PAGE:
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Xtension Chords

University of Illinois at Urbana-Champaign

XAppeal (2000)

4.3

April 25, 2001

Tuning / Blend 4.0
Energy / Intensity 4.3
Innovation / Creativity 3.7
Soloists 3.7
Sound / Production 4.0
Repeat Listenability 3.0
Tracks
1 A Little Respect 4.3
2 Inside Out 3.7
3 Fly From Heaven 4.0
4 The Sounds of Silence 4.0
5 Baby One More Time 4.7
6 Insomniac 4.7
7 Let Me Show You the Way 3.0
8 We Built This City 3.7
9 As Long as You Love Me 3.3
10 Light in Your Eyes 3.3
11 One Week 3.7
12 Ordinary World (live) 4.0
13 Keep Your Crummy State 3.7
14 Viagra Falls 3.3
15 Paul Revere (excerpt) 3.3

Recorded 1999 – 2000
Total time: 45:52, 15 songs


Tuning / Blend 4
Energy / Intensity 5
Innovation / Creativity 5
Soloists 4
Sound / Production 4
Repeat Listenability 4
Tracks
1 A Little Respect 4
2 Inside Out 4
3 Fly From Heaven 4
4 The Sounds of Silence 4
5 Baby One More Time 5
6 Insomniac 5
7 Let Me Show You the Way 3
8 We Built This City 4
9 As Long as You Love Me 4
10 Light in Your Eyes 4
11 One Week 4
12 Ordinary World (live) 5
13 Keep Your Crummy State 5
14 Viagra Falls 5
15 Paul Revere (excerpt) 5

Those who make it to the end of this latest XChords album have quite a treat in store. And making it to the back half of the disk is no great chore, what with the solid and sometimes splendid collection of usual suspects assembled here on our behalf.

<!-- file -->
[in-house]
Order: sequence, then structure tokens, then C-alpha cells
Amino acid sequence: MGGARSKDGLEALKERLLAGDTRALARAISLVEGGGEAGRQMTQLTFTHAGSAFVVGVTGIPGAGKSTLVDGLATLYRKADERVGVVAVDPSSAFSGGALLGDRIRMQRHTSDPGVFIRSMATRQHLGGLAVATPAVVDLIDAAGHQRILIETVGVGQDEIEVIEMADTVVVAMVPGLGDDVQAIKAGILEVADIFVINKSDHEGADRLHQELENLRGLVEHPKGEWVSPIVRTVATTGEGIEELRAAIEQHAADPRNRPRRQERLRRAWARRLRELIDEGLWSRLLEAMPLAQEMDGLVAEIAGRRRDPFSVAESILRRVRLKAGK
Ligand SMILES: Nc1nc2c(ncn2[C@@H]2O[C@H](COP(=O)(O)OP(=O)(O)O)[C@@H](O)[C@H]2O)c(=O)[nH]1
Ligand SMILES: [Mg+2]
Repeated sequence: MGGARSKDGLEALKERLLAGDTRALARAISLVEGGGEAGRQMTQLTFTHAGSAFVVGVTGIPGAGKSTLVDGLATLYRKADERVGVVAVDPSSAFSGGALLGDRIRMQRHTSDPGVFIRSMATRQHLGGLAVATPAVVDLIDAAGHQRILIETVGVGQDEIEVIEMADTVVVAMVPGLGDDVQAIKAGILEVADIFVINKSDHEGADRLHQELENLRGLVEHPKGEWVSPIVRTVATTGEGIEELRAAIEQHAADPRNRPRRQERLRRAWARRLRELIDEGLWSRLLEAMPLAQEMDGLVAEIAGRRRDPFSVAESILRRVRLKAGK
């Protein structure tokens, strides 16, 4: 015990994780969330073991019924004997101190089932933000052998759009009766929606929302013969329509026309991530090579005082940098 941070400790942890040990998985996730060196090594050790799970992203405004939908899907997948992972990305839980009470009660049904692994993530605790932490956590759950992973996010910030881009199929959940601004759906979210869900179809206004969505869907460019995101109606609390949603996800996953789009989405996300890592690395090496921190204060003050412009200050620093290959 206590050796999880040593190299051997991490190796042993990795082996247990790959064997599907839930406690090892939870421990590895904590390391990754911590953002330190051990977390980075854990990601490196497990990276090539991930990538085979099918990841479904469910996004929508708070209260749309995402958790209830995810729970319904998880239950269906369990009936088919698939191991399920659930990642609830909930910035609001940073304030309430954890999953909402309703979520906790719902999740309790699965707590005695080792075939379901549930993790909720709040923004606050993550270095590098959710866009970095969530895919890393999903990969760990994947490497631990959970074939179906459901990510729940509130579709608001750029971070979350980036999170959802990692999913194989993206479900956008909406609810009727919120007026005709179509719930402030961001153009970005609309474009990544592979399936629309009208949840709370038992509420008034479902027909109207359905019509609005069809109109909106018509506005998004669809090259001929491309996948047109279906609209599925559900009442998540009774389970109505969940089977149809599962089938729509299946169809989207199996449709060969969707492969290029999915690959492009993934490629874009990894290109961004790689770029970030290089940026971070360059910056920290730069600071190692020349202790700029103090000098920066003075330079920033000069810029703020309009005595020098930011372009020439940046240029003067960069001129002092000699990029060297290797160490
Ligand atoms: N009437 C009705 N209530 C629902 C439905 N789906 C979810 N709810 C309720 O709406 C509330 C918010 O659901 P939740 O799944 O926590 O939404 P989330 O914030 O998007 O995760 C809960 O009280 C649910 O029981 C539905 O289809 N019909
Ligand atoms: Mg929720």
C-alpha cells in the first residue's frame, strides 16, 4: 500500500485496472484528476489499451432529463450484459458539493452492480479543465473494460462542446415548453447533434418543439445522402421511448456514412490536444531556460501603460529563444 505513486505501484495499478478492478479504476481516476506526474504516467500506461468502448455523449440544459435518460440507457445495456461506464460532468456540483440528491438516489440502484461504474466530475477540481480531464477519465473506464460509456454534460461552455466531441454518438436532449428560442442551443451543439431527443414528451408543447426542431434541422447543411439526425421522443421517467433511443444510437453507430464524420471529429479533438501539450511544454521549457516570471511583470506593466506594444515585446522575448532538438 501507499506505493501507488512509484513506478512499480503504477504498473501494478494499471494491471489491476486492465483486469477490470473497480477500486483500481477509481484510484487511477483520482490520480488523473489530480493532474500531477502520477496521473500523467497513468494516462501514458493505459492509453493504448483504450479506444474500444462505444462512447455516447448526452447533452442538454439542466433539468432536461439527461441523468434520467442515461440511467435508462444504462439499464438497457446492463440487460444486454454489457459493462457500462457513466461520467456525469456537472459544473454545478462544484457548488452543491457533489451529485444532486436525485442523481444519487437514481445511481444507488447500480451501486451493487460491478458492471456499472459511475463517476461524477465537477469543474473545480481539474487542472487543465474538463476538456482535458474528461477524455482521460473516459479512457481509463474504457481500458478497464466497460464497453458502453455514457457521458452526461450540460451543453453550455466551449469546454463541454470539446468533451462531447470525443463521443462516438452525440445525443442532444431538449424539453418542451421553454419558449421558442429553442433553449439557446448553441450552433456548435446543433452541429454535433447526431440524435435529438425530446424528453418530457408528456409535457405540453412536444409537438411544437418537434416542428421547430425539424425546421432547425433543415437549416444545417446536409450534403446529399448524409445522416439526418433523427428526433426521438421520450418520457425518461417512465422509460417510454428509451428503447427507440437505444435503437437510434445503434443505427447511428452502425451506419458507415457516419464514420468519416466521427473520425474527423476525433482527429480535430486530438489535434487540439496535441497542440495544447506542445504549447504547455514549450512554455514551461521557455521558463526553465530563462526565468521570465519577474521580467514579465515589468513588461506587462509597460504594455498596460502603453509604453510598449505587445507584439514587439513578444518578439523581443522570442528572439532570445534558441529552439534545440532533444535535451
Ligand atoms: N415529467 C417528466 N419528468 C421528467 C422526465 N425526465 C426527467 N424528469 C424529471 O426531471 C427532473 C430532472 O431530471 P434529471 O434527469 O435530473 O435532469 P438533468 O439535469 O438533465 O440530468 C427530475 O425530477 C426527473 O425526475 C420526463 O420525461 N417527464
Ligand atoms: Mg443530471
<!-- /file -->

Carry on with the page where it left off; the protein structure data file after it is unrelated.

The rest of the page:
Chris Quidlat starts the parade with a knock-out solo performance on Duran Duran's Ordinary World. His handiwork marks the best of the non-parody material, which is generally respectable but rarely mind-blowing.

In keeping with my somewhat saturated tastes, my interest peaked at the brilliant and startling Keep Your Crummy State, a rewritten power-rock anthem that may be the first place in pop culture to successfully substitute the word "Illinois" for the phrase "Rock and Roll". The arrangement is simple, effective and nailed. The vocal guitar solos scream in unabashed glam-rock glory. Steve Nash's solo rocks under any circumstances, but especially when given such great lines as "We don't need no pointless scenery/Right here in the middle of corn and soy country.".

Really, it's brilliant. And it's just one of the end-of-the-set attractions. Viagra Falls breaks new ground as one of the first truly funny mock commercials to make its way onto a collegiate disk without being assassinated by sub-par execution. The Beastie Boys riff on the hidden track is also technically superb, allowing its shock value to come forth in a most satisfying manner.